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Brenda J. Baker
Ph.D., University of Massachusetts, 1992
Associate Professor


SHESC Themes:Biological, Social and Cultural Dimensions of Human Health; Global Dynamics and Regional Interactions

Field specializations: physical anthropology, bioarchaeology, human osteology, paleopathology

Regional focus: North Africa, North America (Midwest, Northeast, Southwest)

 

About
Brenda Baker's principal research interests are in bioarchaeology, human osteology and paleopathology. Her specialty is examining human skeletal remains to reconstruct past lifeways and the health status of ancient people. Dr. Baker has participated in excavations in the southwestern, midwestern, and northeastern US and in Egypt. She has been the Physical Anthropologist for the University of Pennsylvania Museum-Yale University-Institute of Fine Arts, New York University Expedition to Abydos since 1988, conducting burial excavation and analysis of human remains from both cemetery and settlement contexts at this important ancient Egyptian site. Other research interests include the impact of contact between Europeans and Native Americans through analyses of health status and mortuary practices, and the differential diagnosis of disease in past populations, particularly concerning treponematosis and tuberculosis.

Dr. Baker did her undergraduate work at Northwestern University and her graduate training at the University of Massachusetts, Amherst. Her dissertation was on Collagen Composition in Human Skeletal Remains from the NAX Cemetery (A.D. 350-550) in Lower Nubia. Brenda Baker has also taught at Tufts University (1992) and Moorhead State University (1993-94) and was director of the repatriation program and Curator of Human Osteology at the New York State Museum from 1994-1998.

She is senior author of a forthcoming book on The Osteology of Infants and Children (Texas A&M University Press, Fall 2005), building on her experience with well-preserved subadult burials in Egypt. She has published extensively on paleopathology, the consequences of contact, and on her work in Egypt.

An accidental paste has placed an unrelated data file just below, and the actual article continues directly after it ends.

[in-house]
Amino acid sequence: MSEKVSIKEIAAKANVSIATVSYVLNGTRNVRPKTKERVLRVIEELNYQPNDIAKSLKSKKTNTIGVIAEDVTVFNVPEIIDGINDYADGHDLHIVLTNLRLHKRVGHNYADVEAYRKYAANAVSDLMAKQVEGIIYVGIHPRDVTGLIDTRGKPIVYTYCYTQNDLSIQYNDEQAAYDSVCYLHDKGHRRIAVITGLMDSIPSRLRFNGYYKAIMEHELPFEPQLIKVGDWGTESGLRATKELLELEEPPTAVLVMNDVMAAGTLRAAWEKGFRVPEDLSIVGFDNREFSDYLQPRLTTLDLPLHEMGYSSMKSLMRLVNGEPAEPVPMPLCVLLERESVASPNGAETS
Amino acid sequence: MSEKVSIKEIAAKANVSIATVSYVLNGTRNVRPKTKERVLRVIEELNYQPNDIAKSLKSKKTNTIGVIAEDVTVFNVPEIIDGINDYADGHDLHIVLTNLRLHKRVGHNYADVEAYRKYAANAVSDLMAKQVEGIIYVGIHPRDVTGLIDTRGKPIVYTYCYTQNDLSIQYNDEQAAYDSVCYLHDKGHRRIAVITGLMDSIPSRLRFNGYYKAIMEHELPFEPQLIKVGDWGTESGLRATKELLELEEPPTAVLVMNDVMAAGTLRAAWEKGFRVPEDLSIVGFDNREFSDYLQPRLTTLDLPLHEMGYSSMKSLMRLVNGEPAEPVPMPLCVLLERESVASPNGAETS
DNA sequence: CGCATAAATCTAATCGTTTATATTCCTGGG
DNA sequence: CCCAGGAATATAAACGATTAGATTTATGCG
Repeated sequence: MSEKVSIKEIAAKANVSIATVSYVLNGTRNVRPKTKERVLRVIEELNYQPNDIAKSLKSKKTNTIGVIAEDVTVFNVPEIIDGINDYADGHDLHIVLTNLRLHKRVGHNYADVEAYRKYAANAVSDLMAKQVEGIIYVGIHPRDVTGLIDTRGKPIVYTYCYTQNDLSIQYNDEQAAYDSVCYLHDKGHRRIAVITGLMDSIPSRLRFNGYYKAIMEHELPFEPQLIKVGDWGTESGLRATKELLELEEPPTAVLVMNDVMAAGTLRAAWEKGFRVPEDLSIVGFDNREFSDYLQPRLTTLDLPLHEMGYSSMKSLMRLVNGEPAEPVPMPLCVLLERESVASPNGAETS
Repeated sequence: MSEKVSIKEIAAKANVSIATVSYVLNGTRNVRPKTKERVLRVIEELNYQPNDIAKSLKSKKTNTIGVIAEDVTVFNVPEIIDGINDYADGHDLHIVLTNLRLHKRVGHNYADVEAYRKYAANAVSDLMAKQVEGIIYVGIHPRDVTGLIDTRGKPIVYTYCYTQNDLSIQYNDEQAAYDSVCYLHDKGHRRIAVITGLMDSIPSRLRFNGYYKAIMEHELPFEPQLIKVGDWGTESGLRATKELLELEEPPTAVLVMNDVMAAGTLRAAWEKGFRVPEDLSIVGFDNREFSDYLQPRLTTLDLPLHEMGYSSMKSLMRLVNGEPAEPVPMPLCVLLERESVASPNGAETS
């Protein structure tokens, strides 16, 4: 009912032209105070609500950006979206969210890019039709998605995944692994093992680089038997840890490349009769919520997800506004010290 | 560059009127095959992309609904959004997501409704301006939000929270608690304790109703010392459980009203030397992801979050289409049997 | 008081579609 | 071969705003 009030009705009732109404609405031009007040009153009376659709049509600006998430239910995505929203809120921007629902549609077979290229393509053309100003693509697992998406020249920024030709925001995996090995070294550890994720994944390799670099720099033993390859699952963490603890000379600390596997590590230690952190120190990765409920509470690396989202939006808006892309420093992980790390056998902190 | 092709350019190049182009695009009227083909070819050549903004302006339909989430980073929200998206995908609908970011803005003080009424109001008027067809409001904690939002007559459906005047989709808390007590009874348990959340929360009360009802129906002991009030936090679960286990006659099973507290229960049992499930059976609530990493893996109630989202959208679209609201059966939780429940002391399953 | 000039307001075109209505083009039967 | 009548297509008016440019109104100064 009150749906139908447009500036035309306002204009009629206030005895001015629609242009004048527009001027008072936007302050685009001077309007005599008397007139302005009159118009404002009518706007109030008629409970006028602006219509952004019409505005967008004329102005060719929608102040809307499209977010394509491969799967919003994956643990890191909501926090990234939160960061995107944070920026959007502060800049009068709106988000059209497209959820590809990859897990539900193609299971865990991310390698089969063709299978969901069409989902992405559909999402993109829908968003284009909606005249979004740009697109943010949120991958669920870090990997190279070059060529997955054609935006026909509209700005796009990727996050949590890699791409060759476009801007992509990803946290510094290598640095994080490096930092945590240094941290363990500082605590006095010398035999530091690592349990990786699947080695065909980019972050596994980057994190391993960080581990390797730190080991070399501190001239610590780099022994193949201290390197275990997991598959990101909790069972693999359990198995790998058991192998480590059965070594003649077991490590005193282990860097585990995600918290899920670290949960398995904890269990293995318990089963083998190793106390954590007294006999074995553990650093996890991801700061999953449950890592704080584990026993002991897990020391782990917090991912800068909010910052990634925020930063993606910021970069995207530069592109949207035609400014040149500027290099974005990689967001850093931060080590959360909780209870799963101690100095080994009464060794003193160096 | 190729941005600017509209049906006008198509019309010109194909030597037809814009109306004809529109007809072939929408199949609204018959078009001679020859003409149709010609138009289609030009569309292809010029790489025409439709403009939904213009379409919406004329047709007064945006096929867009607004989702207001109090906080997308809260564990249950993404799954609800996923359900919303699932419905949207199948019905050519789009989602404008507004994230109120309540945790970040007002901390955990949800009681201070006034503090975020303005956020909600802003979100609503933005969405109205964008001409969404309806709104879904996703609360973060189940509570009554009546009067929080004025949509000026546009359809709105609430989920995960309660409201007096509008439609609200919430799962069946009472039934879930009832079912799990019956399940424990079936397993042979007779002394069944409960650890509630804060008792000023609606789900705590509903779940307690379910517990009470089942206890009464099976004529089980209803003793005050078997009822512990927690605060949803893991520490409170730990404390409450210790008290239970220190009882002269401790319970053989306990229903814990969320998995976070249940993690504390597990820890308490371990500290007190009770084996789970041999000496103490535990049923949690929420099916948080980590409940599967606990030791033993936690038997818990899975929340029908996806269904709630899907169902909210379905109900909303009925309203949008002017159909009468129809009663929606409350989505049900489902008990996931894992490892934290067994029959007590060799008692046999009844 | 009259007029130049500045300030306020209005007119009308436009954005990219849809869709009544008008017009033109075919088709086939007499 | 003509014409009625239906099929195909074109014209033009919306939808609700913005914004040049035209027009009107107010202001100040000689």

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Select Publications
Baker, Brenda J., Tosha L. Dupras, Matthew W. Tocheri, and Sandra M. Wheeler (in press)
The Osteology of Infants and Children. Texas A&M University Press. Publication Fall 2005.

Baker, Brenda J., and Lisa Kealhofer, editors (1996)
Bioarchaeology of Native American Adaptation in the Spanish Borderlands. The Ripley P. Bullen Series. University Press of Florida, Gainesville.

Baker, Brenda J. (2005)
Patterns of Pre- and Post-Columbian Treponematosis in the Northeastern United States. In Debunking the Myth of Syphilis, The Natural History of Treponematosis in North America, edited by Mary Lucas Powell and Della C. Cook, pp. 119-144. University Press of Florida, Gainesville. In press.

Baker, Brenda J. (2001)
Secrets in the Skeletons: Disease and Deformity Attest the Hazards of Daily Life. Archaeology54(3):47. In feature on "Egypt's Sacred Sands: Uncovering Ancient Abydos," pp. 42-49,

Baker, Brenda J., Tamara L. Varney, Richard G. Wilkinson, Lisa M. Anderson, and Maria A. Liston (2001).
Repatriation and the Study of Human Remains. In The Future of the Past: Archaeologists, Native Americans, and Repatriation, edited by Tamara Bray, pp. 69-89. Garland Publishing, New York.

Baker, Brenda J., and Christina B. Rieth (2000)
Beyond the Massacre: Historic and Prehistoric Activity at Fort William Henry. Northeast Anthropology 60:45-61.

Baker, Brenda J. (1999)
Early Manifestations of Tuberculosis in the Skeleton. In Tuberculosis: Past and Present, edited by Gyrgy P lfi, Olivier Dutour, Judith Dek, and Imre Huts, pp. 299-307. Golden Book and Tuberculosis Foundation, Szeged, Hungary.

Baker, Brenda J. (1997)
Contributions of Biological Anthropology to the Understanding of Ancient Egyptian and Nubian Societies. In Anthropology and Egyptology: A Developing Dialogue, edited by Judith Lustig, pp. 106-116. Monographs in Mediterranean Archaeology 8. Sheffield Academic Press, Sheffield, England.

Baker, Brenda J. (1994)
Pilgrim's Progress and Praying Indians: The Biocultural Consequences of Contact in Southern New England. In In the Wake of Contact: Biological Responses to Conquest, edited by Clark S. Larsen and George R. Milner, pp. 35-45. Wiley Liss, New York.

Baker, Brenda J., and George J. Armelagos (1988)
The Origin and Antiquity of Syphilis: Paleopathological Diagnosis and Interpretation. Current Anthropology 29(5):703 737.

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Curriculum Vitae Download PDF

Contact: Brenda Baker